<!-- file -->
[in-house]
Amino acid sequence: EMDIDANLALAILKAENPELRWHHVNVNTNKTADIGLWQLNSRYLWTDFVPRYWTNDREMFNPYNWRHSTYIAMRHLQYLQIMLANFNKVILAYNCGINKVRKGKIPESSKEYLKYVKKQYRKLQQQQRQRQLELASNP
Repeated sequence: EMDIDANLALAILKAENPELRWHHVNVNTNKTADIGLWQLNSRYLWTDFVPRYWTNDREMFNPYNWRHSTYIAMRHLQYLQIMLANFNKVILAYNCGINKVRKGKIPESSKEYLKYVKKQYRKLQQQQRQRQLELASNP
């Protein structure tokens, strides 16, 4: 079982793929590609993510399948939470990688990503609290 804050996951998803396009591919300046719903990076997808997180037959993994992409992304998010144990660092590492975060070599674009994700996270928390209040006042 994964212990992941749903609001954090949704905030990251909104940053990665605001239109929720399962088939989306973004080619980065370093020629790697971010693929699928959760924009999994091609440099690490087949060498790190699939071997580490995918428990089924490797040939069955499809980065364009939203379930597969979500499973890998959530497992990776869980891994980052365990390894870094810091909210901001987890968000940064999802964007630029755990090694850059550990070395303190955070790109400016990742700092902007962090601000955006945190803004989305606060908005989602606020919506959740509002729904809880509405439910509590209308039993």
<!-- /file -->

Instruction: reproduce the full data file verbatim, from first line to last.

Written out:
[in-house]
Amino acid sequence: EMDIDANLALAILKAENPELRWHHVNVNTNKTADIGLWQLNSRYLWTDFVPRYWTNDREMFNPYNWRHSTYIAMRHLQYLQIMLANFNKVILAYNCGINKVRKGKIPESSKEYLKYVKKQYRKLQQQQRQRQLELASNP
Repeated sequence: EMDIDANLALAILKAENPELRWHHVNVNTNKTADIGLWQLNSRYLWTDFVPRYWTNDREMFNPYNWRHSTYIAMRHLQYLQIMLANFNKVILAYNCGINKVRKGKIPESSKEYLKYVKKQYRKLQQQQRQRQLELASNP
């Protein structure tokens, strides 16, 4: 079982793929590609993510399948939470990688990503609290 804050996951998803396009591919300046719903990076997808997180037959993994992409992304998010144990660092590492975060070599674009994700996270928390209040006042 994964212990992941749903609001954090949704905030990251909104940053990665605001239109929720399962088939989306973004080619980065370093020629790697971010693929699928959760924009999994091609440099690490087949060498790190699939071997580490995918428990089924490797040939069955499809980065364009939203379930597969979500499973890998959530497992990776869980891994980052365990390894870094810091909210901001987890968000940064999802964007630029755990090694850059550990070395303190955070790109400016990742700092902007962090601000955006945190803004989305606060908005989602606020919506959740509002729904809880509405439910509590209308039993």